Woman granted court protection order via video link

Women’s Aid and Dublin Rape Crisis Centre welcome move on remote evidence

Court Service staff say this is the first time  a protection order has been granted remotely in this way. Photograph: Alan Betson

Court Service staff say this is the first time a protection order has been granted remotely in this way. Photograph: Alan Betson


A woman who was self-isolating due to Covid-19 restrictions has secured a domestic violence protection order from a district court judge via video link from the kitchen of her own home.

At Ennis District Court, Judge Patrick Durcan granted the protection order via a secure video link to the woman who is unable to leave her home as she is self-isolating.

The woman appearing on the TV screens in court from her home told the judge she was fearful of her ex-partner after sustaining a severe bite injury to her upper cheek when he assaulted her earlier this month.

Judge Durcan said the local Court Service staff told him this was the first time that a protection order had been granted remotely in this way in any district court through the technology available.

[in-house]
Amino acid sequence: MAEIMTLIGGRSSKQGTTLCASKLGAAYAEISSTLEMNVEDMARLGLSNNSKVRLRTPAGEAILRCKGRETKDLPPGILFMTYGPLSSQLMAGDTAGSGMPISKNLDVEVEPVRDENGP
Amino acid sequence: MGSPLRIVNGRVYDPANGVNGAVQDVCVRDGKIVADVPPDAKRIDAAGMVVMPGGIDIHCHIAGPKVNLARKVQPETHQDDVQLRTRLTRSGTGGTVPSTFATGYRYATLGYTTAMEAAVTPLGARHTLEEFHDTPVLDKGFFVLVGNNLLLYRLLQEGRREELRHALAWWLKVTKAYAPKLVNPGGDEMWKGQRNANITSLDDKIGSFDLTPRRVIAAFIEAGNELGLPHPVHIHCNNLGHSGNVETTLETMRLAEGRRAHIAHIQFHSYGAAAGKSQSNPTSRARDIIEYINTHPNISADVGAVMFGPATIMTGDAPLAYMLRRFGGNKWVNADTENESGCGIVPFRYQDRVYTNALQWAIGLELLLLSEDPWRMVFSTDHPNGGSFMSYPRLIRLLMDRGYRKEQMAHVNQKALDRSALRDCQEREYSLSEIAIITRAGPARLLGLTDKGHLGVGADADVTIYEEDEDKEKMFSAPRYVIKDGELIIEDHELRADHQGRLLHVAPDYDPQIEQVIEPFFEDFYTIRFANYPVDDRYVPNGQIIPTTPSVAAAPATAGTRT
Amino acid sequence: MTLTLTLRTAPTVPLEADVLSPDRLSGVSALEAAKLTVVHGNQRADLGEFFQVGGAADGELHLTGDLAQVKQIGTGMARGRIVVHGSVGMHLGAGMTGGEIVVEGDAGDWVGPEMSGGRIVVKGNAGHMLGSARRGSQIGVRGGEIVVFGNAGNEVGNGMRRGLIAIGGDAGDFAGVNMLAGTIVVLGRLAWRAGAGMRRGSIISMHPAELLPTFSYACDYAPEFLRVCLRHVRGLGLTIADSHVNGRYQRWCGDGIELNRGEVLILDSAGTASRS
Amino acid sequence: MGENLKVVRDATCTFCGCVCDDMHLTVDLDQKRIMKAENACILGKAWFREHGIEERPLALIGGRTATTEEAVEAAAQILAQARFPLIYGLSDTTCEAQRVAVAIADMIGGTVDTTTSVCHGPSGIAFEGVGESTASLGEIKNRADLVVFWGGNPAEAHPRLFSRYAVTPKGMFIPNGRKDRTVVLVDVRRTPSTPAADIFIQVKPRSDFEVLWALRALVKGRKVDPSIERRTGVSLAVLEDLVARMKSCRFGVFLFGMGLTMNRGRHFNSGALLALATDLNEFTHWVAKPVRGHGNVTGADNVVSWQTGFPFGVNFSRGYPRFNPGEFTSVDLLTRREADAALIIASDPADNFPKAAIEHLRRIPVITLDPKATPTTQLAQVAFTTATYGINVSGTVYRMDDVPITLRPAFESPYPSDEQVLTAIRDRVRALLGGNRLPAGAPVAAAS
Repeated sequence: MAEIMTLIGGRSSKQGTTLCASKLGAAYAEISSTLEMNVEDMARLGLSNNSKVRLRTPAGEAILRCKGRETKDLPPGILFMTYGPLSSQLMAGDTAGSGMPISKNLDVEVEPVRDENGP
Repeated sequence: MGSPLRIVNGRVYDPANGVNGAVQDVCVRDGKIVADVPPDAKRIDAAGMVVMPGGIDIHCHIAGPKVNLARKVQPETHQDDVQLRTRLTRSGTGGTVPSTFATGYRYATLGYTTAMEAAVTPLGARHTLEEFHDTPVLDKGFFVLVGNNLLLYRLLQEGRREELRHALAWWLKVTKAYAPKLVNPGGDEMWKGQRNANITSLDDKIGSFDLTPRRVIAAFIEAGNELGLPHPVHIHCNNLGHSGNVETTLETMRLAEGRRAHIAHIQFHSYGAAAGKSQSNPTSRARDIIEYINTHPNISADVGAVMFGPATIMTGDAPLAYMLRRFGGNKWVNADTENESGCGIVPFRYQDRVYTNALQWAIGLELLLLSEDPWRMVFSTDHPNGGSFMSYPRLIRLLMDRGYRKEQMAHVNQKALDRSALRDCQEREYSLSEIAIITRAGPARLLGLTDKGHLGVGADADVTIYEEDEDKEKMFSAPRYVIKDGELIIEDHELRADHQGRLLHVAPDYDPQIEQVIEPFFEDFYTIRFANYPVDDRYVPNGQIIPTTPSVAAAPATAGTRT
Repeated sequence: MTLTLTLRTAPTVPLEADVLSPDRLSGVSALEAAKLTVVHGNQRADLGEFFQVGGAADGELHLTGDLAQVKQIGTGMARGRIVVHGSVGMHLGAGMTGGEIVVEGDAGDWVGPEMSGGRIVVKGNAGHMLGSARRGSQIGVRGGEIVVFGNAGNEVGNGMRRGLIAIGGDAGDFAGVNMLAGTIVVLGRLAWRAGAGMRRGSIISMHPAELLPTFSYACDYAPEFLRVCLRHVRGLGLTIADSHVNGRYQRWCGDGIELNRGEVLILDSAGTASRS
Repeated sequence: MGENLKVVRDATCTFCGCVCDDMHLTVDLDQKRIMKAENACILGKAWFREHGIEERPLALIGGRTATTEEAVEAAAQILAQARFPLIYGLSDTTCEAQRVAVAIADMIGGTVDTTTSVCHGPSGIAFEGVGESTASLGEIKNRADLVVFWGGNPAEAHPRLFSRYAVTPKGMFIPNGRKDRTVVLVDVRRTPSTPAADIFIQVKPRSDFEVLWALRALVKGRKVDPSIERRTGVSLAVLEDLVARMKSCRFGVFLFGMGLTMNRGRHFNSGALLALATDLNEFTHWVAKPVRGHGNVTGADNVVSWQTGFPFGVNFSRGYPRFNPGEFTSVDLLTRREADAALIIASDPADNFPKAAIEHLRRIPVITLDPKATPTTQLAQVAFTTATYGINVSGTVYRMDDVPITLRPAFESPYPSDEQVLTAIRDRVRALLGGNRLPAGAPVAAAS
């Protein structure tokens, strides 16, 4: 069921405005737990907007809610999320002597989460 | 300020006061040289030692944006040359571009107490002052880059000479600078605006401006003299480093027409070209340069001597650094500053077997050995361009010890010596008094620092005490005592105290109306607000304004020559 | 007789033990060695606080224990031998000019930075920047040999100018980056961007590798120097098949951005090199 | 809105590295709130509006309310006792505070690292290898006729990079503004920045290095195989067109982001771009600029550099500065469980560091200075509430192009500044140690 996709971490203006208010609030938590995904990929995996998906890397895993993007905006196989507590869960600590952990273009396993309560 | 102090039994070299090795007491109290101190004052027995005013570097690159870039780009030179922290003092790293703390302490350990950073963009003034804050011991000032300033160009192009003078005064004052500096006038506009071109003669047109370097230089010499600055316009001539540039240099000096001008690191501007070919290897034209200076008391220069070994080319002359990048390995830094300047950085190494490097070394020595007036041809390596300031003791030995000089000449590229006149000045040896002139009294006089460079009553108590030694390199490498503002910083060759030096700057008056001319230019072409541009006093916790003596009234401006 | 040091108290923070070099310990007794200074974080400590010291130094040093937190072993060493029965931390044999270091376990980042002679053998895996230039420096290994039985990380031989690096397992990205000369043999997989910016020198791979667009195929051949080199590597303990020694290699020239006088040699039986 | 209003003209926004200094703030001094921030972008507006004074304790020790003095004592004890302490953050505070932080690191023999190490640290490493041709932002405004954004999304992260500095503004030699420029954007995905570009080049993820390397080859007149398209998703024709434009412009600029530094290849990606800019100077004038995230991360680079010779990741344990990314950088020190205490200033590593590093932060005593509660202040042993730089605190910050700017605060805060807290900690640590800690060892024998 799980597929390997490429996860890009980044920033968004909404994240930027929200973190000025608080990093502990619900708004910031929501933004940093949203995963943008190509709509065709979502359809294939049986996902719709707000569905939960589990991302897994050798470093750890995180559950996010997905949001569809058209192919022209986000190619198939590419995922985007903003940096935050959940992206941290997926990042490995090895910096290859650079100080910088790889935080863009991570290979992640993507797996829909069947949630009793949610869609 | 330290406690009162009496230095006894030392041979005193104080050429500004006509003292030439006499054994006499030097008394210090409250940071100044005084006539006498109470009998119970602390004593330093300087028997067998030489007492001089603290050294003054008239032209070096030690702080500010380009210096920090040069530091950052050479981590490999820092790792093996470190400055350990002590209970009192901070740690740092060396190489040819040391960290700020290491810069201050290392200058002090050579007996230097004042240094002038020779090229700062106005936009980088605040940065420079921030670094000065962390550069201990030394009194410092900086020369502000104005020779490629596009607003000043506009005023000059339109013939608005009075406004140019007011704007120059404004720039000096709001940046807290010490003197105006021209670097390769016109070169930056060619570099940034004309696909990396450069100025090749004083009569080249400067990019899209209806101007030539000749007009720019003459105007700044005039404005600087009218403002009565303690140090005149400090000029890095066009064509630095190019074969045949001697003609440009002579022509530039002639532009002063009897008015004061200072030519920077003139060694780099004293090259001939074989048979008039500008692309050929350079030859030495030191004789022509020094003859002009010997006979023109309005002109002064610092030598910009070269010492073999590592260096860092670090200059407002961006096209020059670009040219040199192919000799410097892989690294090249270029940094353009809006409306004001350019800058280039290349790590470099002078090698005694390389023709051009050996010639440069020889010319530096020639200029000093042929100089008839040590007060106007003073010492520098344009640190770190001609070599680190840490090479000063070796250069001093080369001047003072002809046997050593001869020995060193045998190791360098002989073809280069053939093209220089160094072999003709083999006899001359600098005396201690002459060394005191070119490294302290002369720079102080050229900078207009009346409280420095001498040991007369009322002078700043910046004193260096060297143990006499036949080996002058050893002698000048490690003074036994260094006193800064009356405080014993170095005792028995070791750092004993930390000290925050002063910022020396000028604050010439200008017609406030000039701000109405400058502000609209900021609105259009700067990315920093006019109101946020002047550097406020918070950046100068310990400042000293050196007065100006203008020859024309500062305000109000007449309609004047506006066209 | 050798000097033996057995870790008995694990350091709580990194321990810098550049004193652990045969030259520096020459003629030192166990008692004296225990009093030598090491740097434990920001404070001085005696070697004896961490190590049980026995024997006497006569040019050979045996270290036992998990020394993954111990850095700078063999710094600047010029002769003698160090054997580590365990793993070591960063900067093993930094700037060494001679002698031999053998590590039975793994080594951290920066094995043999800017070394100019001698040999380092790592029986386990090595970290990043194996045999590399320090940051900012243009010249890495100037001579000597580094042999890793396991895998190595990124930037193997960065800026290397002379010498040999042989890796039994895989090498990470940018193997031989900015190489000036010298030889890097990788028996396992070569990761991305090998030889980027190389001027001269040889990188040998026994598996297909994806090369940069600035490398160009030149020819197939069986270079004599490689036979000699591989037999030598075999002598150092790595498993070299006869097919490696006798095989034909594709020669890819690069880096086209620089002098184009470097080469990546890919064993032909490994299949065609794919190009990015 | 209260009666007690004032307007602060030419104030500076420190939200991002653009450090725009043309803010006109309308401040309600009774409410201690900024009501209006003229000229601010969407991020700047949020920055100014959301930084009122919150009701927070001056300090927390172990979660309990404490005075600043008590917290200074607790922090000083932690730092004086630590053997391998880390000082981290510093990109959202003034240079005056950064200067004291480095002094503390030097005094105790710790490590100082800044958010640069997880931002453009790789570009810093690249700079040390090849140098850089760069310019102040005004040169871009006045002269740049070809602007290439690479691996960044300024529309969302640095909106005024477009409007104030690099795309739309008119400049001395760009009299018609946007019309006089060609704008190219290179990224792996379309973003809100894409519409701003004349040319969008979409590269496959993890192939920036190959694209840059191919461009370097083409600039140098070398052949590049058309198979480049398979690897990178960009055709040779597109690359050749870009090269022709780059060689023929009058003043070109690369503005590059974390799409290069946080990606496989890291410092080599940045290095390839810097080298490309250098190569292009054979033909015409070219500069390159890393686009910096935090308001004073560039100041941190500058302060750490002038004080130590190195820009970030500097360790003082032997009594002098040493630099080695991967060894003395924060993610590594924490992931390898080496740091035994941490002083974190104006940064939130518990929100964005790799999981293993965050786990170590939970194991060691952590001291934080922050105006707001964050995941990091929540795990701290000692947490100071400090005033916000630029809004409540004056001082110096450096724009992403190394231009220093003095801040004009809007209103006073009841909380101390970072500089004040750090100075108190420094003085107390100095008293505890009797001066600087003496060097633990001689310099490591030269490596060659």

The move was welcomed by Women’s Aid, the Dublin Rape Crisis Centre and solicitor, Ann Gillane.

Local Courts Service staff arranged the video link court sitting due to the risk faced by the woman, as she would otherwise have had to wait 14 days for her self-isolation period to expire before being able to come to court to give evidence for the application.

In her statement giving evidence of the alleged assault read out by Judge Durcan, the woman stated her ex-partner “bit my face, hit me and pulled my hair”.

The woman stated the gardaí arrived and took the man away.

Judge Durcan held her statement close to the court camera and, after confirming the woman’s signature on her statement, he said: “I am now placing you under the protection of the court.”

Access to courts

Chief executive of the Dublin Rape Crisis Centre, Noeline Blackwell, said: “We truly welcome this development in court practice. It means that someone in need of protection can continue to get access to the courts and to justice even if they are physically restricted, as this woman was.”

A spokesman for the Courts Service said: “Our courts and offices remain open physically for those who need to avail of court protections. We have also initiated the use of remote video links and remote virtual courts via various online platforms. This has enabled us to organise for cases to proceed in many areas. Recently it was used in family law cases, and may prove a very good tool in accommodating such cases as we enter into a new period of Level 5.

“The Courts Service emphasises that we are ‘still here’ for those who seek protections from domestic violence – as we have been all through this challenging period,” he said.